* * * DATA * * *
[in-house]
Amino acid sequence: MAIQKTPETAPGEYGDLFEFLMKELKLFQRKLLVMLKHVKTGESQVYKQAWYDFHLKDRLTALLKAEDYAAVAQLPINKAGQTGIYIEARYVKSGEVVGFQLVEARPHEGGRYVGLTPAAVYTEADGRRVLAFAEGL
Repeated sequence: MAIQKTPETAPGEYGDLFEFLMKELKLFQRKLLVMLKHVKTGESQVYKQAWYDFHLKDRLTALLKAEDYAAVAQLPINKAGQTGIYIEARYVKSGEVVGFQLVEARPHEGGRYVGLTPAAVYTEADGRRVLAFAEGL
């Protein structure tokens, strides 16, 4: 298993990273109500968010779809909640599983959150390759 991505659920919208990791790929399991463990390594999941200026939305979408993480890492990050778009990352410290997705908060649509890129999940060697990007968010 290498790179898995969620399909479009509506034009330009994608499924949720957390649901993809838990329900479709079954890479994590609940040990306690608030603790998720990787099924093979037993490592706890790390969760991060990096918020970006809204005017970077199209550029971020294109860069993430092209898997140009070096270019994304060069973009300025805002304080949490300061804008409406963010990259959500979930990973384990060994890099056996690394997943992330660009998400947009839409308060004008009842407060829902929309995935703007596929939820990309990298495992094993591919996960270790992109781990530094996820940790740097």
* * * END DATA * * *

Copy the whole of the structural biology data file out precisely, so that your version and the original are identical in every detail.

[in-house]
Amino acid sequence: MAIQKTPETAPGEYGDLFEFLMKELKLFQRKLLVMLKHVKTGESQVYKQAWYDFHLKDRLTALLKAEDYAAVAQLPINKAGQTGIYIEARYVKSGEVVGFQLVEARPHEGGRYVGLTPAAVYTEADGRRVLAFAEGL
Repeated sequence: MAIQKTPETAPGEYGDLFEFLMKELKLFQRKLLVMLKHVKTGESQVYKQAWYDFHLKDRLTALLKAEDYAAVAQLPINKAGQTGIYIEARYVKSGEVVGFQLVEARPHEGGRYVGLTPAAVYTEADGRRVLAFAEGL
């Protein structure tokens, strides 16, 4: 298993990273109500968010779809909640599983959150390759 991505659920919208990791790929399991463990390594999941200026939305979408993480890492990050778009990352410290997705908060649509890129999940060697990007968010 290498790179898995969620399909479009509506034009330009994608499924949720957390649901993809838990329900479709079954890479994590609940040990306690608030603790998720990787099924093979037993490592706890790390969760991060990096918020970006809204005017970077199209550029971020294109860069993430092209898997140009070096270019994304060069973009300025805002304080949490300061804008409406963010990259959500979930990973384990060994890099056996690394997943992330660009998400947009839409308060004008009842407060829902929309995935703007596929939820990309990298495992094993591919996960270790992109781990530094996820940790740097």